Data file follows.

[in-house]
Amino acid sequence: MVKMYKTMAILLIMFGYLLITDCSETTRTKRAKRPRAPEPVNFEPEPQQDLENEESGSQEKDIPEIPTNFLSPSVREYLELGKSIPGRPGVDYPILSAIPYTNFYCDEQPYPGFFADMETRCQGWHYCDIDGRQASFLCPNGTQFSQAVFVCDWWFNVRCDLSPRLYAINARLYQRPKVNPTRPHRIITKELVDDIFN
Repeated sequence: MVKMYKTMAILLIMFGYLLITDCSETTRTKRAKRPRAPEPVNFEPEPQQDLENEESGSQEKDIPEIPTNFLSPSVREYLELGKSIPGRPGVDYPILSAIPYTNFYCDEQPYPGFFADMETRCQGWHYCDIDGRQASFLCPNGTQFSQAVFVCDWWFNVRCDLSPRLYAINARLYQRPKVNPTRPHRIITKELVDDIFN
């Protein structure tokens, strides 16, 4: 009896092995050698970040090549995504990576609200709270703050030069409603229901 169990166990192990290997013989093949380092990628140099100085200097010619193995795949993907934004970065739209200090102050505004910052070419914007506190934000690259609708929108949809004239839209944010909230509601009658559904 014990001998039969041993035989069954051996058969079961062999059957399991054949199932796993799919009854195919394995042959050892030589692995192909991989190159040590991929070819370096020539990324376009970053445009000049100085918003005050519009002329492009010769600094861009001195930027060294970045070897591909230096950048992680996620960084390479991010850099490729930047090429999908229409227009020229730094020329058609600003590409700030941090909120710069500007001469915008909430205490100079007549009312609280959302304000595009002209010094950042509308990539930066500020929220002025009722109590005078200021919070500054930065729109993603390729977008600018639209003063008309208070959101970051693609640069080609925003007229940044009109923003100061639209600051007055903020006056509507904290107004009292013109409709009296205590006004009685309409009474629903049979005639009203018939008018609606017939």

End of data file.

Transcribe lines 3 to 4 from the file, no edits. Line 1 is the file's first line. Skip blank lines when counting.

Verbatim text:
Repeated sequence: MVKMYKTMAILLIMFGYLLITDCSETTRTKRAKRPRAPEPVNFEPEPQQDLENEESGSQEKDIPEIPTNFLSPSVREYLELGKSIPGRPGVDYPILSAIPYTNFYCDEQPYPGFFADMETRCQGWHYCDIDGRQASFLCPNGTQFSQAVFVCDWWFNVRCDLSPRLYAINARLYQRPKVNPTRPHRIITKELVDDIFN
């Protein structure tokens, strides 16, 4: 009896092995050698970040090549995504990576609200709270703050030069409603229901 169990166990192990290997013989093949380092990628140099100085200097010619193995795949993907934004970065739209200090102050505004910052070419914007506190934000690259609708929108949809004239839209944010909230509601009658559904 014990001998039969041993035989069954051996058969079961062999059957399991054949199932796993799919009854195919394995042959050892030589692995192909991989190159040590991929070819370096020539990324376009970053445009000049100085918003005050519009002329492009010769600094861009001195930027060294970045070897591909230096950048992680996620960084390479991010850099490729930047090429999908229409227009020229730094020329058609600003590409700030941090909120710069500007001469915008909430205490100079007549009312609280959302304000595009002209010094950042509308990539930066500020929220002025009722109590005078200021919070500054930065729109993603390729977008600018639209003063008309208070959101970051693609640069080609925003007229940044009109923003100061639209600051007055903020006056509507904290107004009292013109409709009296205590006004009685309409009474629903049979005639009203018939008018609606017939």